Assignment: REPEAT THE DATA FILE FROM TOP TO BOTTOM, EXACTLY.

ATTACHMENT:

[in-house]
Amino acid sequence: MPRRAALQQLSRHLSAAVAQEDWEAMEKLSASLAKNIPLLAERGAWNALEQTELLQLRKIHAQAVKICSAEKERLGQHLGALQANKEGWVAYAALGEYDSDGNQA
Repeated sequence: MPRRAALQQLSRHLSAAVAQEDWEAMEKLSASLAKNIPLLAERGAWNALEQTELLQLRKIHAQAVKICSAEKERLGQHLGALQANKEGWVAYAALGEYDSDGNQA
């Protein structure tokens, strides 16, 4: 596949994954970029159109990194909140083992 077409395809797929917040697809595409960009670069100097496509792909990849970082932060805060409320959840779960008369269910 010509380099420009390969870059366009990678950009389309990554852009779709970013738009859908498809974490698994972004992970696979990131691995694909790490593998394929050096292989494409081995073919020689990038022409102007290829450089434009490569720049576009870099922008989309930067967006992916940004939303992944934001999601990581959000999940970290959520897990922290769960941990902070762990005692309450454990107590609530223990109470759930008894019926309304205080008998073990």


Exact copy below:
[in-house]
Amino acid sequence: MPRRAALQQLSRHLSAAVAQEDWEAMEKLSASLAKNIPLLAERGAWNALEQTELLQLRKIHAQAVKICSAEKERLGQHLGALQANKEGWVAYAALGEYDSDGNQA
Repeated sequence: MPRRAALQQLSRHLSAAVAQEDWEAMEKLSASLAKNIPLLAERGAWNALEQTELLQLRKIHAQAVKICSAEKERLGQHLGALQANKEGWVAYAALGEYDSDGNQA
């Protein structure tokens, strides 16, 4: 596949994954970029159109990194909140083992 077409395809797929917040697809595409960009670069100097496509792909990849970082932060805060409320959840779960008369269910 010509380099420009390969870059366009990678950009389309990554852009779709970013738009859908498809974490698994972004992970696979990131691995694909790490593998394929050096292989494409081995073919020689990038022409102007290829450089434009490569720049576009870099922008989309930067967006992916940004939303992944934001999601990581959000999940970290959520897990922290769960941990902070762990005692309450454990107590609530223990109470759930008894019926309304205080008998073990």